I did it.
I registered for my first Advanced Squad Leader tournament, the Malaya Madness (Feb 21 to 23 2014) in Singapore. I bought my plane ticket. I booked my hotel.
Two months ago I never would have even thought about it. (Flying to Singapore for a weekend to do what?!!) A year and a half ago, Advanced Squad Leader (“ASL”) wasn’t even a blip on my radar.
Before I go on, I want to make one thing crystal clear:
- If you are a relatively new player,
- If you are a “dormant” ASL player who’s quietly learning and playing ASL by yourself,
I am writing to you.
I know there are a lot of you out there and I care to guess that doing ASL by yourself is not the easiest hobby to do. I am writing to you. I would like to share my rationale for some of the decisions I made along the way.
I hope this helps you with your choices.
So there I was, working through the Infantry rules in my room, flipping through the massive 2nd edition Advanced Squad Leader Rulebook. I was highlighting important texts and I was noting important ideas in the margin. I was studying hard. When I got tired, I played a few rounds of ASL solo, planning to play through each scenario in turn.
Even playing was slow going, I found myself re-reading the rulebook more than I was playing.
Question 1: Do I keep on studying the rulebook or do I dive straight into a game?
I looked for live games. I found the folks at the Hong Kong Society of Wargamers who have face-to-face (“FtF”) games very weekend. Getting experienced players to take you through ASL games shows you the rules in action. It gives you context. The rulebook becomes much easier to read.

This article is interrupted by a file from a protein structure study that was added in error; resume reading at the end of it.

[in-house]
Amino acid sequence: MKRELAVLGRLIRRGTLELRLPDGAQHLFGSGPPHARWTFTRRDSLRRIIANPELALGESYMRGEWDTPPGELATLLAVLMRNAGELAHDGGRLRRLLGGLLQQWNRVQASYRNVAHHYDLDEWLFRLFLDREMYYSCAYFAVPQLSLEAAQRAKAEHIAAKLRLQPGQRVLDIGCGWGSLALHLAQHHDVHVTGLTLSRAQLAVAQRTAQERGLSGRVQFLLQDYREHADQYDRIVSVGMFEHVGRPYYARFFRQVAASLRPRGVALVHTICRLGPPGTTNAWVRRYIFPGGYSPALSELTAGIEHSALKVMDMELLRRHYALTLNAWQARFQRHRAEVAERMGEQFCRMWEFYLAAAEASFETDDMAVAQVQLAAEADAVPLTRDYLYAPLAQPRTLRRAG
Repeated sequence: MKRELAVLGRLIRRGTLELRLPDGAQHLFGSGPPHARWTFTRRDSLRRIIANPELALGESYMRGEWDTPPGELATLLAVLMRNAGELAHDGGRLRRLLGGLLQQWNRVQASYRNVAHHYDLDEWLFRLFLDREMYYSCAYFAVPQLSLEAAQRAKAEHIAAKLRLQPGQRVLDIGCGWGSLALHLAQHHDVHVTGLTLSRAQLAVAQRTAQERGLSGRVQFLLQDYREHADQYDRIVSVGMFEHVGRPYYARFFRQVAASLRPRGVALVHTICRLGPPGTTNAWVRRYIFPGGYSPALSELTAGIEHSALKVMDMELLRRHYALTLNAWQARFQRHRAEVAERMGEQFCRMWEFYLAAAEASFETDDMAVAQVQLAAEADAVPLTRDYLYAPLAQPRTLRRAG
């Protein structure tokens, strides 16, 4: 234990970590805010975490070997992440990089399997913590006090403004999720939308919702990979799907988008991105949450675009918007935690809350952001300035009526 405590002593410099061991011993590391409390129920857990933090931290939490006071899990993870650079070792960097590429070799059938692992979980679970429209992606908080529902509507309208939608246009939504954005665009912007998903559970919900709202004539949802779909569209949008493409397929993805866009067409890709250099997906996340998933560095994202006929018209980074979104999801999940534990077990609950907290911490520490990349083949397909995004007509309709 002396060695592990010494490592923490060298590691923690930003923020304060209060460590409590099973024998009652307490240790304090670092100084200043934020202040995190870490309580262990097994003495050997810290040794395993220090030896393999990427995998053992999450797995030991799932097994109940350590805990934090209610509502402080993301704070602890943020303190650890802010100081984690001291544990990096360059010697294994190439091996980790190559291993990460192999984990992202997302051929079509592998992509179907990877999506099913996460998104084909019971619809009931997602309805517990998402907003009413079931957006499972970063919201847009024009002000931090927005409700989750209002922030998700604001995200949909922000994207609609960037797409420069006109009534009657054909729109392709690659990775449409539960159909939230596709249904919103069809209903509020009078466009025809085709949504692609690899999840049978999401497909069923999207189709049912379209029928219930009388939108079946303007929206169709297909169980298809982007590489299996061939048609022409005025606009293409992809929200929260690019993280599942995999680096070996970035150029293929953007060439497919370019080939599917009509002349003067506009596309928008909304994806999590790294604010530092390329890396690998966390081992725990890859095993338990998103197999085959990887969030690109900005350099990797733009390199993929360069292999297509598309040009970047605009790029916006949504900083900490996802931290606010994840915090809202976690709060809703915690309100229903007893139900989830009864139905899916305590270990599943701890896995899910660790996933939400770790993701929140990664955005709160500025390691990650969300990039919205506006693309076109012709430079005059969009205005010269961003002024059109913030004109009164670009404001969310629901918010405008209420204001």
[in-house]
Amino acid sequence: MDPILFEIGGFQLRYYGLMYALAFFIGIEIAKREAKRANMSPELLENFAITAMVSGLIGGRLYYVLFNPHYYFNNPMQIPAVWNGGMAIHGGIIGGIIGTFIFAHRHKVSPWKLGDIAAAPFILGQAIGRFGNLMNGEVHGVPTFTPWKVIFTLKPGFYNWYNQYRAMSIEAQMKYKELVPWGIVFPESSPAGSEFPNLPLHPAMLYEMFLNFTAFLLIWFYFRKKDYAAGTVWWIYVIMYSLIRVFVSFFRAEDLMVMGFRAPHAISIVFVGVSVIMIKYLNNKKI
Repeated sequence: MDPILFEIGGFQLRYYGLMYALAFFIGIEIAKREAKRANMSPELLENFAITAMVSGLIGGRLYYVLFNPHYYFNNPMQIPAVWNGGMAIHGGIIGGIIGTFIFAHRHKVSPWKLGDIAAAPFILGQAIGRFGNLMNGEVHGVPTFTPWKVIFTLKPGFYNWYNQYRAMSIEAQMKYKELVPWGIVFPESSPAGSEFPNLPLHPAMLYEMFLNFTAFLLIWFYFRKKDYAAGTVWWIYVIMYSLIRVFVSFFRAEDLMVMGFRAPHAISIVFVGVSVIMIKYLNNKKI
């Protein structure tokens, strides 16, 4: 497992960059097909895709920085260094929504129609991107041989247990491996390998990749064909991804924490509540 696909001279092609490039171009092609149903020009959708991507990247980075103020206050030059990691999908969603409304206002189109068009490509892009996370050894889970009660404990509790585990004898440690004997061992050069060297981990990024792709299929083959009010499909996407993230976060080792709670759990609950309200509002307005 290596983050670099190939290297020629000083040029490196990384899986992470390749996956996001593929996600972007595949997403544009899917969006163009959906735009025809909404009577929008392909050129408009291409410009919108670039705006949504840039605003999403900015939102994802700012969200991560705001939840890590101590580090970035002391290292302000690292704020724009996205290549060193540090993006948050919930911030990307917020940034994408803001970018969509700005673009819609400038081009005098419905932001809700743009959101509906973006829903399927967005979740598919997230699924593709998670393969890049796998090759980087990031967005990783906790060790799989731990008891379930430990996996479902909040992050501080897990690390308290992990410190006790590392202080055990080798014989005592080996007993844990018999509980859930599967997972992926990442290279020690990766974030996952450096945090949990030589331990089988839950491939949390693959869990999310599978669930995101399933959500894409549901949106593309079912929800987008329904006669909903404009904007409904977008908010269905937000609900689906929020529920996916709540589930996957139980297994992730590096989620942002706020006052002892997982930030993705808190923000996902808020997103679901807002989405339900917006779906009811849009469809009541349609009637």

Oh yes , in case no one told you :
- Don’t wait to read and study the rulebook and “be ready” before you play your first game. Just go look for live games and attend. I have never met an ASL’r who’s not willing to teach.
- No, you don’t have the read the whole rulebook. You can start playing infantry only scenarios after Chapter A.
Question 2: Do I keep on dabbling solo or do I get on a regular play schedule?
I attended live games with the Hong Kong ASL’rs, but I couldn’t have joined them every weekend. ASL was still a solo affair for me. Had it continued in this fashion ASL might have become another of my passing fancies.
It never did.
Out of the blue Don Lazov wrote and asked me if I want to learn ASL from him. I was going to keep my “ASL hobby” on a personal level. but here I was, there’s an experienced player offering to teach. Do I keep it a private & low pressure affair or do I get serious about this?
Anything worth doing is worth doing seriously.
I stopped thinking and said “yes”. That decision changed my ASL life. ASL went from a private study to a social affair. Playing intelligent and thoughtful human beings makes ASL come alive from that moment on. ASL becomes the complex and rich experience that it’s designed to be. Having a regular play schedule helps me internalize the rules.
Question 3: Do I stick with PBeM or do I play live?